“For real passion to occur, there needs to be a ravisher and a ravishee,” Tantric author David Deida writes. “Sexual attraction is based on sexual polarity. All natural forces flow between two poles. The North and South Poles of the Earth create a force of magnetism. The positive and negative poles of a battery create an electrical flow. The masculine and feminine poles between people create a flow of sexual energy in motion.”

Sexual Tension Is Inherent to Being Human

When we talk about the interplay between the sexes, we often refer to it as a dance. It is, but too often we think of it as a nice, polite waltz in which everyone is well-behaved. Or worse, the dance of middle schoolers standing at arm’s length shuffling around the room, not knowing what to do with each other. The reality is, these energies are powerful and passionate to the core. They tap into the deepest parts of ourselves and our most fundamental drives and needs. The dance between the sexes is more like a tango. Raw. Breathless. And a little dirty.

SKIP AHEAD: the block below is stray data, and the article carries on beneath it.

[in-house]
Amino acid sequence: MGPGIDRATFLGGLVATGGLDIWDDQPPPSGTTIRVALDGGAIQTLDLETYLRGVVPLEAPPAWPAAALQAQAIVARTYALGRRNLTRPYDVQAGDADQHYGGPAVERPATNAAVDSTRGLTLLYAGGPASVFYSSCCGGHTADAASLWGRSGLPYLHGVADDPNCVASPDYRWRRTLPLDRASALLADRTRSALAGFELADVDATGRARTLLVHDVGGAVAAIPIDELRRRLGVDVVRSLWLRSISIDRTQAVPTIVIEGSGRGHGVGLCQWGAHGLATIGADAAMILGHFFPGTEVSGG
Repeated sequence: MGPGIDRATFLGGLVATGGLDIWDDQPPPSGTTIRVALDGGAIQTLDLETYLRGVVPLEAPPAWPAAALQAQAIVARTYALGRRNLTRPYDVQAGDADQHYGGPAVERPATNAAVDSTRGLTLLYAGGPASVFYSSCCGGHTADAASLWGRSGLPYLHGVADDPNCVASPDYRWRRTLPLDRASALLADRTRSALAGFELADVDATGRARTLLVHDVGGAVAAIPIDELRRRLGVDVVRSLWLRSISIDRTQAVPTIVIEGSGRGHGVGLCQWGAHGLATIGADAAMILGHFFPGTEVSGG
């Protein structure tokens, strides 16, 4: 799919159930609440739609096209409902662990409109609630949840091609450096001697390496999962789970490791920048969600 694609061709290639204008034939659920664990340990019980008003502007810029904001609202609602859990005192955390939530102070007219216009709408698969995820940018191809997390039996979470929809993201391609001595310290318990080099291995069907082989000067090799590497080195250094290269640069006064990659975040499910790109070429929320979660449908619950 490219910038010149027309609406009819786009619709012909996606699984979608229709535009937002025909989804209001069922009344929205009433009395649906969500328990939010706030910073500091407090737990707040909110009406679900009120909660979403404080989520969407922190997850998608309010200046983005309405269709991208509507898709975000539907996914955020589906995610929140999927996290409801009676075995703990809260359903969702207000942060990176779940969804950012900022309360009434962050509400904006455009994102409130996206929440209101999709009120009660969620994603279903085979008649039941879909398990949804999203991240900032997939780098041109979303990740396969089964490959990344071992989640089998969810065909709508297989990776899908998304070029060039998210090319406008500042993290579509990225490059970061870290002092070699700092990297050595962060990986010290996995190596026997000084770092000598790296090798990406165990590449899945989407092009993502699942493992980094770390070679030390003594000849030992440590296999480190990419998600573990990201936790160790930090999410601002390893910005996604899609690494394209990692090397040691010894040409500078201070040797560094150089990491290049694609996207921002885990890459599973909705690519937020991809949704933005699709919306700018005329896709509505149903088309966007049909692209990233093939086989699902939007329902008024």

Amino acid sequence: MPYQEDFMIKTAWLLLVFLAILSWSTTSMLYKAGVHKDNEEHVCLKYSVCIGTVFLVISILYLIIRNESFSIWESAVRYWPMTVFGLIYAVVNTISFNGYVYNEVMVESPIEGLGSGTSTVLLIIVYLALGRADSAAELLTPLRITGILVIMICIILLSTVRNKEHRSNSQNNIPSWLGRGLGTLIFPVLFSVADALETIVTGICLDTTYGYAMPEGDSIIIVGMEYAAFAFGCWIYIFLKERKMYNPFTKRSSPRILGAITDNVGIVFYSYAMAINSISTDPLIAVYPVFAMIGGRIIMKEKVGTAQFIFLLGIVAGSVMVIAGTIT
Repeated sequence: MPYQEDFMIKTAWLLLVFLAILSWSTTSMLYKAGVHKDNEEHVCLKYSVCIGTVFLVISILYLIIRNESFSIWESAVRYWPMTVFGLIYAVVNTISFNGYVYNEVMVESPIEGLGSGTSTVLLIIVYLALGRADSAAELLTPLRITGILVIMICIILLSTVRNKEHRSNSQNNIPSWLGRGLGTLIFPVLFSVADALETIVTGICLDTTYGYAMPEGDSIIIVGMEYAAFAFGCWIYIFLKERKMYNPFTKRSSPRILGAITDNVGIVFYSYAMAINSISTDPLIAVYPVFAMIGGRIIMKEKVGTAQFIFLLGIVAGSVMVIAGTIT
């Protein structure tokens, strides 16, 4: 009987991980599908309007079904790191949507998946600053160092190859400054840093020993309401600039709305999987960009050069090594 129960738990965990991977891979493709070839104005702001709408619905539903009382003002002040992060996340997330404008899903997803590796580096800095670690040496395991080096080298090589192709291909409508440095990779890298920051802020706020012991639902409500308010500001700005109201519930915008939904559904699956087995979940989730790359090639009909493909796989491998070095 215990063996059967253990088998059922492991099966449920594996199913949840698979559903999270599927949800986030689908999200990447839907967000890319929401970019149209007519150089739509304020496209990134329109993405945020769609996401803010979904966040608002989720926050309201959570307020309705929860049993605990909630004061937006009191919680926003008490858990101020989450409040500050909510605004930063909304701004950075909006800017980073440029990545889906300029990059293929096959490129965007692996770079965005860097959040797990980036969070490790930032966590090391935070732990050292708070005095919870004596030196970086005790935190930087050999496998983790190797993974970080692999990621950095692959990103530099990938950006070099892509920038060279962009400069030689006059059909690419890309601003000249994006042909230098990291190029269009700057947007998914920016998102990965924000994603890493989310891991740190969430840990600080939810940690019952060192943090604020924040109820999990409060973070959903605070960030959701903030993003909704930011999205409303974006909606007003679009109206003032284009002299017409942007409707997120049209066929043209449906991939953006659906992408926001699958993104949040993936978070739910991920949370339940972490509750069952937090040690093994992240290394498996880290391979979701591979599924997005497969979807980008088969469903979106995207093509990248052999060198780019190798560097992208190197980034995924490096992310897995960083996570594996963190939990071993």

I don’t care if you’re tending to business in the board room, working in a research lab, sitting in class, or attending church, if men and women are in close proximity, there is going to be some measure of sexual tension. The intensity of its heat will depend on the level of attraction, but it’s there. We all feel it in our hearts and bones. And you know what? It’s nothing to be scared of!